Dr. Cristóbal Cuadrado: There has been a lot of controversy regarding this issue in the last weeks. At the beginning, the Ministry of Health wanted to give this kind of immunity passport to any person that had acquired the disease in the last two weeks. So, any person that has been diagnosed and cleared from the disease was suspected to be immune, and therefore, given this kind of passport. Additionally, there was a discussion into if antibody testing should be added to the definition.
But the problem, as World Health Organization has mentioned, is that we don’t know if this rapid testing available now in the market really is able to detect effective antibodies on how long this potential immunity could last. So, I think there is a lot of controversy at this point in Chile, and also in other countries that are looking forward to move on these kinds of measures.
Right, and depending on how you feel about this idea, I suspect you may or may not agree with even whether to call it an “immunity passport.” The WHO has recommended against them because there is no evidence currently supporting immunity. The idea that if you’ve been infected once that you can’t be reinfected — we just don’t know. So, has the Chilean government addressed these concerns in any way?
The use of this documentation is not clear any longer because the initial idea of the government was to produce this documentation so people could move freely and not be forced to stay at home, for example, when quarantines were in place in some cities. But just recently, a few days ago, they needed to step back on this and they stopped calling this an immunity passport. So, this is still something that is ongoing and probably we will hear from the Chilean government in the next week, how they are going to or plan to use this documentation if it’s not aiming to warrant immunity to the persons that are holding it.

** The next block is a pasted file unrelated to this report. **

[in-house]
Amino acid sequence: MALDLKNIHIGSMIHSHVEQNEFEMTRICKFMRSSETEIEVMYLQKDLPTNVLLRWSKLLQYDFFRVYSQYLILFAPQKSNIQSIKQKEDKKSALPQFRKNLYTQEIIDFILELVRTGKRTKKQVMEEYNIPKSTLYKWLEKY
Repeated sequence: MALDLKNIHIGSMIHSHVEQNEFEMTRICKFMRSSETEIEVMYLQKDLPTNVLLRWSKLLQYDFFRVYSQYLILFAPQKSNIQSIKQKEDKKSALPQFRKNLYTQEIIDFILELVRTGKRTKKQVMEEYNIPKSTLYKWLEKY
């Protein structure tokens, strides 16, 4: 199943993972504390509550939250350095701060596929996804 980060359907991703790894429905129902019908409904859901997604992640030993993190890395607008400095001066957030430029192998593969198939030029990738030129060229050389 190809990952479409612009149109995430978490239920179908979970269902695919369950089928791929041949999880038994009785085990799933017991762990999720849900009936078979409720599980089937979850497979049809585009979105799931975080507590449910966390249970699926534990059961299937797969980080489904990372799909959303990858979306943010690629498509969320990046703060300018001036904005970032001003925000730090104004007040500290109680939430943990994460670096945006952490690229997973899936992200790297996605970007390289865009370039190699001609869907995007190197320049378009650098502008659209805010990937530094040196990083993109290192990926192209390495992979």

So in a matter of a few weeks, the Chilean government contradicted itself on this. What kind of reaction has there been to the plan so far?
In the media, it has been very clear that there were profound differences with the ministry of health. For example, the Chilean Society of Immunology or the Chilean Society of Infectology were both calling for prudence on the implementation of these measures in the context of uncertainty of the evidence. And I think the message from the World Health Organization during the last week was also very, very influential for the decision of the government to step back on this decision.
Will it give people false confidence when we just don’t have full details on immunity to COVID-19?
Yeah, absolutely. I think that one of the main criticisms of this idea of the immunity passport is not to be transparent in the uncertainties behind the idea. So, I think you can implement something like this, but you need to be very, very transparent to the public. What we do know and what we don’t know. I think that is, of course, a point of contention, because the economy needs to start working again. But we need to do it in a way that we protect the population’s health as well.
This interview has been edited and condensed for clarity. Reuters contributed to this report.